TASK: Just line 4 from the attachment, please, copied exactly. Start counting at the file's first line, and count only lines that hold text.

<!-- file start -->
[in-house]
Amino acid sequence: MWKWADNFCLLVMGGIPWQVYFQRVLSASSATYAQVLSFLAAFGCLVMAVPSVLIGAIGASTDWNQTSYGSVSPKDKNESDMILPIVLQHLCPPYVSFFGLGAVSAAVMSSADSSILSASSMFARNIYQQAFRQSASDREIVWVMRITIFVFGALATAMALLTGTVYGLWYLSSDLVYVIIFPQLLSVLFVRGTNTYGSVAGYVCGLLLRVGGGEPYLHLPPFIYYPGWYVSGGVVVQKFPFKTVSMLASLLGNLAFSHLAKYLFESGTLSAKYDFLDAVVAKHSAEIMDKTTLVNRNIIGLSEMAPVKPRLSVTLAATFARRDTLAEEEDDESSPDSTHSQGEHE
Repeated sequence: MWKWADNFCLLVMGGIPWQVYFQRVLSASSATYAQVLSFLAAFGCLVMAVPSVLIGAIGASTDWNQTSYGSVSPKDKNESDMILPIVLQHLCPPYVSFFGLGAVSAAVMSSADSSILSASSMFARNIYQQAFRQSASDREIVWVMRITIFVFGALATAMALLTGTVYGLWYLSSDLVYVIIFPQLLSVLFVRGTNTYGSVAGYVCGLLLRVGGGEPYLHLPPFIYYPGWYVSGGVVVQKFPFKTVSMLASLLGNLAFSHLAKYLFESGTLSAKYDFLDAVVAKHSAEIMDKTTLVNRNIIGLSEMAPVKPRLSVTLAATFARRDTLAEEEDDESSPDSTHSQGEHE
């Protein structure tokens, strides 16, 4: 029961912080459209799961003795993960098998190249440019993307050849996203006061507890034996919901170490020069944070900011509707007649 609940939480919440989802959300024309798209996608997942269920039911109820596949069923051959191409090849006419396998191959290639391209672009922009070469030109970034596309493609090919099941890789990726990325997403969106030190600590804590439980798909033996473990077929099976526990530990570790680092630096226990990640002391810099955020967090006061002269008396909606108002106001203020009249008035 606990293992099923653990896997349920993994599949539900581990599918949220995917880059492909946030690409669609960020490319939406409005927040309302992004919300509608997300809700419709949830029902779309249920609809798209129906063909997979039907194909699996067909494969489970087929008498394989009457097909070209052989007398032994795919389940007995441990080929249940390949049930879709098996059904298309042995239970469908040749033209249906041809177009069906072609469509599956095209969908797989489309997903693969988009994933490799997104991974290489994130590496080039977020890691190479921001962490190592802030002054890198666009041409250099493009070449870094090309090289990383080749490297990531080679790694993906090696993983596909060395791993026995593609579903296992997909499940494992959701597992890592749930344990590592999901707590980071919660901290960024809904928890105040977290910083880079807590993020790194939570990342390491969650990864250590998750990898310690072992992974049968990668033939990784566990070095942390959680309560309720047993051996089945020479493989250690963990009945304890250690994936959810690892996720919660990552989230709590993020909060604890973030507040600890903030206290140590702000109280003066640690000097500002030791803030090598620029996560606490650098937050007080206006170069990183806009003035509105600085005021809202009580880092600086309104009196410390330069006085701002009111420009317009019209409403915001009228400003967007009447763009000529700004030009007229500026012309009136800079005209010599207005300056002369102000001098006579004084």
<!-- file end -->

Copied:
């Protein structure tokens, strides 16, 4: 029961912080459209799961003795993960098998190249440019993307050849996203006061507890034996919901170490020069944070900011509707007649 609940939480919440989802959300024309798209996608997942269920039911109820596949069923051959191409090849006419396998191959290639391209672009922009070469030109970034596309493609090919099941890789990726990325997403969106030190600590804590439980798909033996473990077929099976526990530990570790680092630096226990990640002391810099955020967090006061002269008396909606108002106001203020009249008035 606990293992099923653990896997349920993994599949539900581990599918949220995917880059492909946030690409669609960020490319939406409005927040309302992004919300509608997300809700419709949830029902779309249920609809798209129906063909997979039907194909699996067909494969489970087929008498394989009457097909070209052989007398032994795919389940007995441990080929249940390949049930879709098996059904298309042995239970469908040749033209249906041809177009069906072609469509599956095209969908797989489309997903693969988009994933490799997104991974290489994130590496080039977020890691190479921001962490190592802030002054890198666009041409250099493009070449870094090309090289990383080749490297990531080679790694993906090696993983596909060395791993026995593609579903296992997909499940494992959701597992890592749930344990590592999901707590980071919660901290960024809904928890105040977290910083880079807590993020790194939570990342390491969650990864250590998750990898310690072992992974049968990668033939990784566990070095942390959680309560309720047993051996089945020479493989250690963990009945304890250690994936959810690892996720919660990552989230709590993020909060604890973030507040600890903030206290140590702000109280003066640690000097500002030791803030090598620029996560606490650098937050007080206006170069990183806009003035509105600085005021809202009580880092600086309104009196410390330069006085701002009111420009317009019209409403915001009228400003967007009447763009000529700004030009007229500026012309009136800079005209010599207005300056002369102000001098006579004084």